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The Moscow Times: Total’s Oil Field Comes Under Review

Thursday, September 21, 2006. Page 1.

By Miriam Elder and Tim Wall
Staff Writers  

Steve Voss / Bloomberg
State pressure on foreign oil companies intensified Wednesday as the Natural Resources Ministry said it was reviewing whether to revoke Total’s production sharing agreement for its Arctic Khoryaga oil field.

The announcement came just two days after the ministry revoked Shell’s environmental license at its Sakhalin-2 gas fields, calling into question the future of the country’s largest foreign investment project.

The review of Total’s project could sour a trip by President Vladimir Putin to Paris on Friday. Energy talks there are also likely to focus on Total’s bid for a place in Gazprom’s Shtokman gas field in the Arctic.

Some government officials have been calling for a renegotiation of decade-old production sharing agreements for oil and gas projects by Total, Shell and ExxonMobil.

The calls are being seen as a way for state-controlled energy companies to shoehorn their way into some of the country’s most lucrative fields.

Also Wednesday, Russia’s ambassador to Japan, Alexander Losyukov, touted Gazprom as a reliable partner at Shell’s Sakhalin project, telling reporters in Tokyo that the project would make quicker progress if a state-run company like Gazprom were to take a stake.

Natural Resources Ministry spokesman Rinat Gizatulin said late Wednesday that Total had failed to develop its field sufficiently, and that this had prompted the ministry to consider canceling the field’s production-sharing agreement, or PSA.

The case has been referred to the Federal Agency for Subsoil Use, which will look into the issue next week, Gizatulin said. “The investigation can result in one of two decisions — either the PSA will be rejected or we can negotiate to change the PSA,” he said.

Total owns 50 percent of the Kharyaga field in the Nenets autonomous district, and it has a current output of 20,000 barrels per day. Local authorities own 10 percent, and the remaining 40 percent belongs to Norway’s Norsk Hydro.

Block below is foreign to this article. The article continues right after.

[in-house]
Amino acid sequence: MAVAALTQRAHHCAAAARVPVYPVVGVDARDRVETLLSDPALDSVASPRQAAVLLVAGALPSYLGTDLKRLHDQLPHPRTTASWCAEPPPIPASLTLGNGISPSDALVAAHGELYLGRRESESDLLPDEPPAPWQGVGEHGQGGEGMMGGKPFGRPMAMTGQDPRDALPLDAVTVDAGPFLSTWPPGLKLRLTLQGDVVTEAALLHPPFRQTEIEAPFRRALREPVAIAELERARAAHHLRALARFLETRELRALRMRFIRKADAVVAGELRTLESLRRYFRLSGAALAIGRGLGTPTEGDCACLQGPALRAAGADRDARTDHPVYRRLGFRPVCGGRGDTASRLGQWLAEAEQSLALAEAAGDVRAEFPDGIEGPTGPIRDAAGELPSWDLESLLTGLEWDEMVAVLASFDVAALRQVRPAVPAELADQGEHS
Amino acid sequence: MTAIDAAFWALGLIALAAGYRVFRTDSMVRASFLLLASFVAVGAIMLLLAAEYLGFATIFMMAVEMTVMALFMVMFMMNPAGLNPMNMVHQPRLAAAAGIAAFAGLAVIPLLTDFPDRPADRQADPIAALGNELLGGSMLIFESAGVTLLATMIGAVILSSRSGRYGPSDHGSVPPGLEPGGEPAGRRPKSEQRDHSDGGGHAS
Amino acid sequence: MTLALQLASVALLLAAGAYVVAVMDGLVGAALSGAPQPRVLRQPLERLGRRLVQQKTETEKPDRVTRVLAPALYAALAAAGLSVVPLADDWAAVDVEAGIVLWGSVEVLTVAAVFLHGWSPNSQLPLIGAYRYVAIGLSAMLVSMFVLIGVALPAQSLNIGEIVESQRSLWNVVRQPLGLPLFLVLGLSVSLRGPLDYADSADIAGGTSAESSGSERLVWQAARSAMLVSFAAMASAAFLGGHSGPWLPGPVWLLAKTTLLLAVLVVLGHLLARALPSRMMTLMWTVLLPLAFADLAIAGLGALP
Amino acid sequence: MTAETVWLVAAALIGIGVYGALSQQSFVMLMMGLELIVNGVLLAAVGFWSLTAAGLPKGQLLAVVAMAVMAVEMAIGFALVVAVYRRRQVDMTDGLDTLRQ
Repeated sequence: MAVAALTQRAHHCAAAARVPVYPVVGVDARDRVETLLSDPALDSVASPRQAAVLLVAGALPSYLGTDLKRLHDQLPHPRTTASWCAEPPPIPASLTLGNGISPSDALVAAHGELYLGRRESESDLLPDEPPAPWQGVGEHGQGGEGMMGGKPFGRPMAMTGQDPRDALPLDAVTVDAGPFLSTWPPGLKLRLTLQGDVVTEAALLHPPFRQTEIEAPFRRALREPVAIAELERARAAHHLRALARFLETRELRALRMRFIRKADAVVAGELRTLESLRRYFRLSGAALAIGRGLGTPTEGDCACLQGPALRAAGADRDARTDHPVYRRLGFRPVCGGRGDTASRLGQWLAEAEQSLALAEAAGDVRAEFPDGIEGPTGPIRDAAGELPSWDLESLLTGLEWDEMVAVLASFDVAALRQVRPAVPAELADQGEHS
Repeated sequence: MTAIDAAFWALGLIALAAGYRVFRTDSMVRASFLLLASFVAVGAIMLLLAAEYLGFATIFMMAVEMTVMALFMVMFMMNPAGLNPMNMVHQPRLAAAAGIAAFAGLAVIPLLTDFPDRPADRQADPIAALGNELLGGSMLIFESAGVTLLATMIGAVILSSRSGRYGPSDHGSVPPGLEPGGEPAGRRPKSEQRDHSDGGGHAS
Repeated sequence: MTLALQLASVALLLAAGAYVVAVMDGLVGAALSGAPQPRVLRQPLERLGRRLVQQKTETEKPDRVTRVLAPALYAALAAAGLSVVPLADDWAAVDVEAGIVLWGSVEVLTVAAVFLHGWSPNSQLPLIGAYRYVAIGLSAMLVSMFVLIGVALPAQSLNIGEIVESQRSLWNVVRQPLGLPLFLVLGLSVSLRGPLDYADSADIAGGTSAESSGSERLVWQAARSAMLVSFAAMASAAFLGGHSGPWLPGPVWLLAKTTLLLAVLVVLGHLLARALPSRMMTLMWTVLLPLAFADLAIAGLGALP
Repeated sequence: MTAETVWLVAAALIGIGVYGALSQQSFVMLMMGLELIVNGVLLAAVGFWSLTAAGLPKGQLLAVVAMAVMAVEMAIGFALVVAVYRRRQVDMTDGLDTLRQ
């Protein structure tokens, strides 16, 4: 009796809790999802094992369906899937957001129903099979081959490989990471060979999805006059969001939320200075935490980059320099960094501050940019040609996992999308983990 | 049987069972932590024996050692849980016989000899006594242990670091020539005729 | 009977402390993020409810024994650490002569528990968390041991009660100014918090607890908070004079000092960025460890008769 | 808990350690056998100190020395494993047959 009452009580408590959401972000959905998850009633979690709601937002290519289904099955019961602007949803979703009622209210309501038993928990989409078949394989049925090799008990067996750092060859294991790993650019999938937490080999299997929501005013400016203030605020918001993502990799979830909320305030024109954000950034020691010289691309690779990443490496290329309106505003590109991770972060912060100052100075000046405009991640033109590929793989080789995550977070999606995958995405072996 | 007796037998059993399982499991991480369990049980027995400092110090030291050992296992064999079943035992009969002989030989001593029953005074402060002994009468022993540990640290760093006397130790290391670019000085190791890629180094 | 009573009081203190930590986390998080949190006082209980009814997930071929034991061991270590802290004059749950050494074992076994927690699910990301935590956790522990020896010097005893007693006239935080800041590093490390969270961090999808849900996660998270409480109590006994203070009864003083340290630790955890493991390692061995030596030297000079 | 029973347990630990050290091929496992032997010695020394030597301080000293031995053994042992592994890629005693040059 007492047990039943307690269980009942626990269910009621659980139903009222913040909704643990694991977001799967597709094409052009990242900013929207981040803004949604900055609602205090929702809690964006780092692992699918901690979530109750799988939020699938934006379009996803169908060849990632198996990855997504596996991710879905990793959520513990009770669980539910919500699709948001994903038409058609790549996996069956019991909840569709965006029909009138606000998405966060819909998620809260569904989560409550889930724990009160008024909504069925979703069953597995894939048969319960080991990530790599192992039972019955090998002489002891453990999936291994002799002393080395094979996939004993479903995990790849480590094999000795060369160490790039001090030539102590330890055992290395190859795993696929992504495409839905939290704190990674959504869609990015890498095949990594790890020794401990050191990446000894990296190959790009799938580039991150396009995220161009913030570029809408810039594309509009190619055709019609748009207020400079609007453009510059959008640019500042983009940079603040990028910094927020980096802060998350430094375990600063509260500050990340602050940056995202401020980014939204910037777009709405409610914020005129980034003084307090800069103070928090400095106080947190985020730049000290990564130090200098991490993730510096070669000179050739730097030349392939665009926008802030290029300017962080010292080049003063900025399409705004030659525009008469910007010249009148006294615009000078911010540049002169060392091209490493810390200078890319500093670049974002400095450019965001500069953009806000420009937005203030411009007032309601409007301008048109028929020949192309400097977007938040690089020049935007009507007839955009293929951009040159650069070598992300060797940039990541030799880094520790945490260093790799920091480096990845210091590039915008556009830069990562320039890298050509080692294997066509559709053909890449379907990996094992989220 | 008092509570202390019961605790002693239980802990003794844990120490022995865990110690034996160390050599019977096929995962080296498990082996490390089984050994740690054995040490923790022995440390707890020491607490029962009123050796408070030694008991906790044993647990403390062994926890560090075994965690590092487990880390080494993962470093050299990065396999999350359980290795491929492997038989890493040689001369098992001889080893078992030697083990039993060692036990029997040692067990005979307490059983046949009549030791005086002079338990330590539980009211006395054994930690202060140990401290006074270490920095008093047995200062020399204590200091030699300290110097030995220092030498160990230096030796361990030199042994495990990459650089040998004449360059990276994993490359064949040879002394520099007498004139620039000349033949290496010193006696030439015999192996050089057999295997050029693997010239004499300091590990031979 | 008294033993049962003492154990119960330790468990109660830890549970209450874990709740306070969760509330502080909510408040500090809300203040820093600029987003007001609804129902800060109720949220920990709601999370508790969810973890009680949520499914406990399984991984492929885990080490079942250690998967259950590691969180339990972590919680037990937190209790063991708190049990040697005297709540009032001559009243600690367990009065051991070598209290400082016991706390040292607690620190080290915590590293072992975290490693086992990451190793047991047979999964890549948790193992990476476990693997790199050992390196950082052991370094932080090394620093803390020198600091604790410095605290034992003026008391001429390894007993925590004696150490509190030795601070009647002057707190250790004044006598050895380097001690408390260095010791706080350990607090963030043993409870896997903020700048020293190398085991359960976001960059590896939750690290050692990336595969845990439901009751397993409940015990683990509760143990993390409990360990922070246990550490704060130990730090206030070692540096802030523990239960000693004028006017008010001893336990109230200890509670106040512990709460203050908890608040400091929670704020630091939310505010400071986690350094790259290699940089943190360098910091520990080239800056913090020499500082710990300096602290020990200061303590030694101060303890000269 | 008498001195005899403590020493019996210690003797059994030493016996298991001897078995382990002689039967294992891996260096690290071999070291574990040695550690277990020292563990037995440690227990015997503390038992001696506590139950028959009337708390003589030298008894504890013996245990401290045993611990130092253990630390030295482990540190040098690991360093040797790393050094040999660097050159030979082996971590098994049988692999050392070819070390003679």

Total spokeswoman Patricia Marie declined to comment on the review late Wednesday. Earlier in the day she stressed that Total respected “every regulation in the PSA.”

So far, only Total’s PSA is under official review. PSAs are legally structured such that any change to them — including cancellation — must be done with mutual consent, leaving no room for unilateral action, said Stephen O’Sullivan, co-head of research at Deutsche UFG.

“PSAs were obviously going to be next in the firing line,” he said.

“PSAs are not seen as appropriate by this government for today’s Russia,” he said. “This is not going to lead to a cancellation of these projects, but the pressure is slowly being ratcheted up.”

Daniel Simmons, energy adviser at the Paris-based International Energy Agency, said it was “not so unusual” for the government to consider revoking an operating license over lack of progress with drilling.
“It’s a fairly standard reason for revoking acreage,” he said. “There’s nothing so sinister in that.”

Simmons said the signs in the country’s energy sector, however, were not looking good for investors.

“It’s all bad news for foreign investment coming out of Russia. It’s tough to know how much of this is justified.”

Officials have also accused ExxonMobil of violating environmental laws at its Sakhalin-1 project, the country’s third PSA.

On Wednesday, Exxon stopped filling a pipeline at its terminal on the island to make technical checks days before it was due to send oil through it, Reuters reported.

It was not immediately clear whether the stoppage was related to earlier calls by environmental officials for checks into the terminal. Exxon is due to start pumping 250,000 barrels per day through the pipeline.

The U.S. oil major has been wrangling with government officials for months over whether it has automatic rights to develop reserves newly discovered near the project.

At another oil project with foreign participation, TNK-BP’s Kovykta gas field in eastern Siberia, prosecutors have called for the company’s operating license to be revoked on environmental grounds, the Financial Times reported Wednesday, citing a source familiar with the situation.

TNK-BP spokeswoman Marina Dracheva denied that the company had failed in its obligations under the project. “We have not received any documents to that effect,” she said, referring to the FT report.

In New York on Wednesday afternoon, Exxon was trading at $64.95, down 55 cents, and Total was trading at $64.08, up 83 cents. In the Netherlands, Shell’s shares closed at 26.40 euros ($33.51), unchanged for the day.

Russia’s signed the three PSAs in the 1990s, inviting foreign investment through deals that pledged exemption from the then-unstable tax system.

The moves against Shell, Exxon and Total are being widely regarded by investors as a way for the state to restructure the terms of what are seen as outdated agreements.

Total is one of five Western oil companies seeking to grab a share of the Gazprom-led effort to develop Shtokman, a huge field under the Barents Sea thought to contain 3.7 trillion cubic meters of gas.

Shell has been in talks with Gazprom on an asset swap under which Gazprom would take a 25 percent stake in Sakhalin-2 in exchange for Shell gaining a 50 percent stake in the Zapolyarnoye gas field in Western Siberia.
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